The premium, also known as premium, is a mark-up, which will be expressed in monetary units or percentages. The opposite of the agio represents the discount , the discount . It must be paid in addition to the nominal amount, for example, a loan, in addition to the lender . In this way, a loan is paid out to 100 percent, but for example, 102 percent must be repaid. The premium can also be considered as a kind of fee for the loan, which not only increases the annual percentage rate and thus the total cost of a loan. However, despite the premium, the interest payment is made on the nominal amount, which reduces the overall burden on the interest to be borne. With a loan, it is usually cheaper to choose a premium.


If, when applying for a loan, you choose between a premium and a discount, the premium should be used if possible, since the entire loan amount is paid out. A discount would have to be financed with specially raised funds.


The premium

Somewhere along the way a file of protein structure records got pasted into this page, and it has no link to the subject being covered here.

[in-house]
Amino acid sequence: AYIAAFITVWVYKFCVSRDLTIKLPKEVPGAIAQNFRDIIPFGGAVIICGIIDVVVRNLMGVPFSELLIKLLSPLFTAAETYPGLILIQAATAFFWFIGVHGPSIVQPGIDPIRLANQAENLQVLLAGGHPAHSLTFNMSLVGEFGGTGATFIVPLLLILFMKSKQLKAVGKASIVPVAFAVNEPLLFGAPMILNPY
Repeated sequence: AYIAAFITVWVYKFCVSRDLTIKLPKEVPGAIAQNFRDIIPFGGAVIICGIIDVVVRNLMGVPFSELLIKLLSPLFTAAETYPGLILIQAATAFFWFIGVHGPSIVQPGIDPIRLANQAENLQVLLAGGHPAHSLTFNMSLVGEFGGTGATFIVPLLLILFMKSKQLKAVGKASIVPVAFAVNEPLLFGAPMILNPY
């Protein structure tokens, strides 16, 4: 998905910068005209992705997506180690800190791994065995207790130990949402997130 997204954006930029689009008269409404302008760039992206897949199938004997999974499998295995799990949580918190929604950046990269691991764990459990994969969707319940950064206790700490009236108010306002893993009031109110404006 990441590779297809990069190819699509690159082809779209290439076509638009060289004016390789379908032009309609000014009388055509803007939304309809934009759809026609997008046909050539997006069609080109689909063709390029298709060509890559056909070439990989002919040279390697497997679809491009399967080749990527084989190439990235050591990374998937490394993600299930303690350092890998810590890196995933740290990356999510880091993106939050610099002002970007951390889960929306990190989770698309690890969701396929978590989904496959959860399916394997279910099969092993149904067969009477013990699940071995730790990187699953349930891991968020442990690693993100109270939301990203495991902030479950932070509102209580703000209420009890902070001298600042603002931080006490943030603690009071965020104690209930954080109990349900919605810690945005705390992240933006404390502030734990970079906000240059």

The premium on a loan is often 5 percent, but there is also the possibility to save the premium on Internet banks. Particularly in the field of securities trading, the term agio will often be found. Here, a premium is often added as an expense premium to the funds. In the case of a share issue, agio is added to a capital reserve of the stock corporation and is then part of the equity in the balance sheet. The premium represents the difference between the face value and the market value, or issue value, of securities. Shares are therefore issued “above par”, whereas bonds are valued at or below par.

If an amount exceeds the actual face value when securities, equity investments or fund investments are issued, this is referred to as agio. The same applies to the repayment, because the amount to be repaid is greater than the nominal value.

The agio may include the fees and commissions that may be incurred when concluding a contract. The premium on an issue of bonds is shown as a deferred income item in the balance sheet. The repayment premium is reported as an active item.
For warrants, the agio expresses the percentage by which an Underlying must rise or fall until maturity, in order to avoid losses for the buyer. The agio therefore represents additional costs, which would otherwise be incurred in the case of a discount, but in a different way.